The history of the CQC includes its missing some hospitals and care homes that were failing very badly, even disastrously. So it is by no means an icon of perfection.
Now under new management it has laid out its new strategy to address some of the problems it has experienced in the past. And some parts of this seem very good.
I particularly liked the following aspiration:
To “… ask the following five questions when inspecting services - are they safe, effective, caring, well led and responsive to people's needs?”
I thought that puts it very neatly and could be applied very well to children’s services. And I also liked plans to involve services users as experts in inspections. That seemed part of an overall intention to listen better to people’s views and experiences of care. Listening to people who use services is never easy and can easily descend into tokenism. Organisations need clear plans about how they will undertake this sort of work and ensure its quality.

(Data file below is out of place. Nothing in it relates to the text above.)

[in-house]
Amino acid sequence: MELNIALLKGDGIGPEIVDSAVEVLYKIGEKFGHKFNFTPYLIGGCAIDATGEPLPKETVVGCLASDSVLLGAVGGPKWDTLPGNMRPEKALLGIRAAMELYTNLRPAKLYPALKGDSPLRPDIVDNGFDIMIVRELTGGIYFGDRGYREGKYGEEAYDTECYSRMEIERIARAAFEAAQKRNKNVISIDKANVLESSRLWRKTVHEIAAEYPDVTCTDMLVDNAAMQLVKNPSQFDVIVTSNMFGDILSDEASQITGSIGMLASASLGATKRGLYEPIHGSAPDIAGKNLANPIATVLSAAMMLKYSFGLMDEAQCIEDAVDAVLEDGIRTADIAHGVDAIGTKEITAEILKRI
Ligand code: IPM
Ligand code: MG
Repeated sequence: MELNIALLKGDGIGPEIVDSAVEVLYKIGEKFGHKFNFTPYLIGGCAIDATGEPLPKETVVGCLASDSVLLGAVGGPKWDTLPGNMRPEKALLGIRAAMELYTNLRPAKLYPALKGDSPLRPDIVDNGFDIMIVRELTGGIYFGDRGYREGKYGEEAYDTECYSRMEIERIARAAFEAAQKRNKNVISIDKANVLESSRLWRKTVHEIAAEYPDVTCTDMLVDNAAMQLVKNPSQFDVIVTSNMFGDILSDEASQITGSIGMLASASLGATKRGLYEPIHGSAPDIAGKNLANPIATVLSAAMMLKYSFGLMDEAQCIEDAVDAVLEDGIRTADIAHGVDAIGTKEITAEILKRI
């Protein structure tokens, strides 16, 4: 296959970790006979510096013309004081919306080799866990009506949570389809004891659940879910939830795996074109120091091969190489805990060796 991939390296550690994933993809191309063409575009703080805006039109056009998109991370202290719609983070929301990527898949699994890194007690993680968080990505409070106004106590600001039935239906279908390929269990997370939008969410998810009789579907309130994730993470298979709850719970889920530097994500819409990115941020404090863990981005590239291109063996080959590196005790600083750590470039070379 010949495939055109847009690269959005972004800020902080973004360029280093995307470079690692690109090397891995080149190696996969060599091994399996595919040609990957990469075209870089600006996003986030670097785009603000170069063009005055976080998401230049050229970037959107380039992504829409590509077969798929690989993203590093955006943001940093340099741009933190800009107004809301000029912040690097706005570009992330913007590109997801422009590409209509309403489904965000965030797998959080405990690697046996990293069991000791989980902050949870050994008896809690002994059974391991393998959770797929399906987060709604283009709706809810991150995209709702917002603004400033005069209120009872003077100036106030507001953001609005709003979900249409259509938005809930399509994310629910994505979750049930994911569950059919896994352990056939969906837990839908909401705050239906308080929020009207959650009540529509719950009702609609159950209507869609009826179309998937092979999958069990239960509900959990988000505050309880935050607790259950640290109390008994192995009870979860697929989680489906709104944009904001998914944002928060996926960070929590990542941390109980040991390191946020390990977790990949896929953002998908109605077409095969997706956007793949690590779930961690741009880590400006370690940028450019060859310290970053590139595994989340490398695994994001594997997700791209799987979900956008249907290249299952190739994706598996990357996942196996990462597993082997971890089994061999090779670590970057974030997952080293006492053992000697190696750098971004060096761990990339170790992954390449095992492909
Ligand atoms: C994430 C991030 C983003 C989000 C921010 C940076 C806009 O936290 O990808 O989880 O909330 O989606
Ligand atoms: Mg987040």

I would like to see Ofsted laying out its stall in a similar manner. It could do a lot worse than to adopt the CQC’s five questions as they stand.
I’ve always thought that inspection is a blunt tool, which is not a very direct path to quality. But at least the CQC appears to be doing some interesting thinking about how to move forward. Ofsted should take note.